YouTube is still the reigning king of user-generated online video content. And there have always been “rules” about what type of content is acceptable for the sight. These rules are vague, at best, and open to interpretation. Accordingly, many content creators simply ignore the rules and post what they feel fits (or they post what they hope will slide-by unnoticed). But that isn’t going to be good enough anymore.
Youtube claims to oppose promoting violence against veterans. But censored my video about preventing veteran suicides. #YouTubeIsOverParty
— Liana Kerzner (@redlianak) September 1, 2016
[Scroll Down for Video]
YouTube has begun a sweeping campaign of “demonetization.” For those who don’t cash YouTube advertising checks, what this means is simple. YouTube is turning off the advertising, which is how content creators monetize their videos.
#YouTubeIsOverParty YouTube doesn't care about your views on this issue…they care about your watchtime
— Evan Edinger (@EvanEdinger) September 1, 2016
If YouTube feels like your video contains “sexual humor,” or shows (or even implies) drug use, or deals with “sensitive topics,” they can shut off the money switch. No more politics, they say. No more war.
The hastag #YouTubeIsOverParty is now trending on Twitter.
Super confused what the new YouTube stuff means for gaming content… It's all pretty sexual and violent o.O
— Garrett (@JoblessGarrett) September 1, 2016
Here’s the complete list of banned subject matter.
- Sexually suggestive content, including partial nudity and sexual humor
- Violence, including display of serious injury and events related to violent extremism
- Inappropriate language, including harassment, profanity and vulgar language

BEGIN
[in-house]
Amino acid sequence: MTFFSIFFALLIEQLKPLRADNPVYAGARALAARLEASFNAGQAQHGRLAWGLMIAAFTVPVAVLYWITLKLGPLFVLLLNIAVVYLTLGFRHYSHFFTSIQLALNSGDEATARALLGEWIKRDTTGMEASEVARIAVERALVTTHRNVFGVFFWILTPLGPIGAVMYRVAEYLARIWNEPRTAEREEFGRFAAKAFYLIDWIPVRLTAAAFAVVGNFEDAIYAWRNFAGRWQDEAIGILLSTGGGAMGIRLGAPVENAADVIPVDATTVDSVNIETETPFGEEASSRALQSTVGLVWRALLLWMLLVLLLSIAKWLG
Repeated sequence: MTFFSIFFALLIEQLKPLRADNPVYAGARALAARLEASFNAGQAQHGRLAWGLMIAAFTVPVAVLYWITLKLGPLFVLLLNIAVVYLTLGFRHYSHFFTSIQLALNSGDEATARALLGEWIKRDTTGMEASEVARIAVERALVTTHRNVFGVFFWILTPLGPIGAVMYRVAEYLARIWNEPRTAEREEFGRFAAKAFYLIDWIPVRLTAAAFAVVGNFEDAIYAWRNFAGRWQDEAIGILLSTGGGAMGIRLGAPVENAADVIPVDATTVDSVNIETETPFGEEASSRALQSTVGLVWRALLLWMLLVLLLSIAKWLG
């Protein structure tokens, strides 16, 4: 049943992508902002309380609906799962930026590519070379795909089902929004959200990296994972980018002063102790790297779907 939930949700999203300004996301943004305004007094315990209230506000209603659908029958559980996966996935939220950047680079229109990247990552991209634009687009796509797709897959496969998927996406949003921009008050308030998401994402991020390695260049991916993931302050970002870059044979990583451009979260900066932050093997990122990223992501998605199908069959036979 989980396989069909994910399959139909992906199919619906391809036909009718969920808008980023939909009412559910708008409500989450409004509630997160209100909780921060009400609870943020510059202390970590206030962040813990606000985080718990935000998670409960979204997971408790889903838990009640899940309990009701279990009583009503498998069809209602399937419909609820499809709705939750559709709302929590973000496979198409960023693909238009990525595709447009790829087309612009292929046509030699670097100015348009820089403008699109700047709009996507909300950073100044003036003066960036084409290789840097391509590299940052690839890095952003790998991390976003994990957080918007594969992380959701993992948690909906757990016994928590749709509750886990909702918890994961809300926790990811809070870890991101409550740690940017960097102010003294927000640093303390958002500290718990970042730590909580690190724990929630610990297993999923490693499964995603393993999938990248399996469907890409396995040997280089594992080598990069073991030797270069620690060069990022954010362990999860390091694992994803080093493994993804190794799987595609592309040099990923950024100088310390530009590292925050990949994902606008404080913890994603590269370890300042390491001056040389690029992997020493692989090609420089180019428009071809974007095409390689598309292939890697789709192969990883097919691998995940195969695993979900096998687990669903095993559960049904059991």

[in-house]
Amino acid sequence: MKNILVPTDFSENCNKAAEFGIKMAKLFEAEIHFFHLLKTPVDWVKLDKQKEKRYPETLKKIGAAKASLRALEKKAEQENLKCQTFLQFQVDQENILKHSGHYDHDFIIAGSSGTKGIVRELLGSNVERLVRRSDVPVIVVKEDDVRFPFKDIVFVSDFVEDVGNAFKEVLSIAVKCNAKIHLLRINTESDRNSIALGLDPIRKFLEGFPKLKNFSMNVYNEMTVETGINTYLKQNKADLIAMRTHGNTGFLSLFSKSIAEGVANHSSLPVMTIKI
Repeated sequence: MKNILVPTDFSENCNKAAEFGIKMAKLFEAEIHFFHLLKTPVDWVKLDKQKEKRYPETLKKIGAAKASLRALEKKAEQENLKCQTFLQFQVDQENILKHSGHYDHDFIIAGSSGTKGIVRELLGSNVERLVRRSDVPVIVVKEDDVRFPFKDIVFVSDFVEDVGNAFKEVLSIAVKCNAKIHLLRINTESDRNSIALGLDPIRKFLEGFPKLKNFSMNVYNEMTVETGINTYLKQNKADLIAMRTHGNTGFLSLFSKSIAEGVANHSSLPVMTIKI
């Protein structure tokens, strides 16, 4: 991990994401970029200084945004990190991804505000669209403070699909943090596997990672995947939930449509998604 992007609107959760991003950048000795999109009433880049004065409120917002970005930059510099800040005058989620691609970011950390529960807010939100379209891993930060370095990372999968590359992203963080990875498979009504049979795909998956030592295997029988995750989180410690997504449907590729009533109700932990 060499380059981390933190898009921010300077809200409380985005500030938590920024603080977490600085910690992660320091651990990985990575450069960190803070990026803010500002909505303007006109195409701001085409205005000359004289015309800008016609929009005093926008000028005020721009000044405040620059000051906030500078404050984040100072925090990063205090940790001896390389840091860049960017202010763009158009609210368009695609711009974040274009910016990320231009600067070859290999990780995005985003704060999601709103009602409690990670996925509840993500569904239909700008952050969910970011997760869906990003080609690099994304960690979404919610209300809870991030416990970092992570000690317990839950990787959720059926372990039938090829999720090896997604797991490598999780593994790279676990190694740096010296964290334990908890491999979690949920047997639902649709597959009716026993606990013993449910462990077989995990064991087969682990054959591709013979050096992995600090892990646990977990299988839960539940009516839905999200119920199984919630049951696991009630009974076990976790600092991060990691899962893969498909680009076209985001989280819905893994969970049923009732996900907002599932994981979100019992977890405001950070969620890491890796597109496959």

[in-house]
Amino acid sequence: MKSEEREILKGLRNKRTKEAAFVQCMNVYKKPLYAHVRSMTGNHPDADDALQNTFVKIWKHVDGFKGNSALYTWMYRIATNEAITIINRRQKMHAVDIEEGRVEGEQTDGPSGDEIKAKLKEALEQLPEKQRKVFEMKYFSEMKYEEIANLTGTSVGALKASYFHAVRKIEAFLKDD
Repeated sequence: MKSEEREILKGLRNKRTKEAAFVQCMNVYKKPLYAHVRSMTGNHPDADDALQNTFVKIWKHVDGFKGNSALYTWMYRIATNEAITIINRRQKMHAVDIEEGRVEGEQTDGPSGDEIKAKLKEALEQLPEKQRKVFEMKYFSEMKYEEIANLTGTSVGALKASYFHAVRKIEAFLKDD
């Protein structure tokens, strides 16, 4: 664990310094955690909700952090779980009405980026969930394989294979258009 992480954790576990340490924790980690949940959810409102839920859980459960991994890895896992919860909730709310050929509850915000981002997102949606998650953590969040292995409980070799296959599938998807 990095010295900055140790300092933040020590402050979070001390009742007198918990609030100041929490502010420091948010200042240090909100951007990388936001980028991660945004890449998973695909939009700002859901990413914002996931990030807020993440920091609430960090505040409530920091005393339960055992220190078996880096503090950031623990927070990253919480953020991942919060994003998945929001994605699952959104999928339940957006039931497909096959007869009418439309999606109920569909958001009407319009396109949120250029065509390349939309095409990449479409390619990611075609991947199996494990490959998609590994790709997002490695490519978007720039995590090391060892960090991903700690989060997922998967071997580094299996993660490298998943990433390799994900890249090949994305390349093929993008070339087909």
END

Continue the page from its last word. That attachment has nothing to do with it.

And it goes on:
- Promotion of drugs and regulated substances, including selling, use and abuse of such items
- Controversial or sensitive subjects and events, including subjects related to war, political conflicts, natural disasters and tragedies, even if graphic imagery is not shown
Think about how important YouTube was during Ferguson, the DNC/RNC, basically any newsworthy event… this is crazy pic.twitter.com/DKranjP7rU
— Cassandra Fairbanks (@CassandraRules) September 1, 2016
“If any of the above describes any portion of your video,” the statement reads “then the video may not be approved for monetization. If monetization is approved, your video may not be eligible for all available ad formats. YouTube reserves the right to not monetize a video, as well as suspend monetization features on channels that repeatedly submit videos violating our policies.”
Ouch. This is big. If YouTube is simply blowing smoke with the new threats of enforcement, than this may all be a method of insurance. If it isn’t, then YouTube as we know it is a thing of the past.